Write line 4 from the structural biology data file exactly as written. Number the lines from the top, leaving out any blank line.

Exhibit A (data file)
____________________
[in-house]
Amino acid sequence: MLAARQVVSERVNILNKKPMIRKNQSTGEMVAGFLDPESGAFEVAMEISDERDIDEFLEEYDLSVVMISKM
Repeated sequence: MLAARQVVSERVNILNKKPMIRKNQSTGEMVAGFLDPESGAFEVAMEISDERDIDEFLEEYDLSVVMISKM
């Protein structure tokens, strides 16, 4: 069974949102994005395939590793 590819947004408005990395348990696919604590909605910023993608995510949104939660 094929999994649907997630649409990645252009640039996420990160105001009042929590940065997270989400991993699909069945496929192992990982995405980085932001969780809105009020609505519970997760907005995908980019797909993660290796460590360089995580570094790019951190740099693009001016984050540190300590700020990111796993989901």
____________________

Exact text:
């Protein structure tokens, strides 16, 4: 069974949102994005395939590793 590819947004408005990395348990696919604590909605910023993608995510949104939660 094929999994649907997630649409990645252009640039996420990160105001009042929590940065997270989400991993699909069945496929192992990982995405980085932001969780809105009020609505519970997760907005995908980019797909993660290796460590360089995580570094790019951190740099693009001016984050540190300590700020990111796993989901």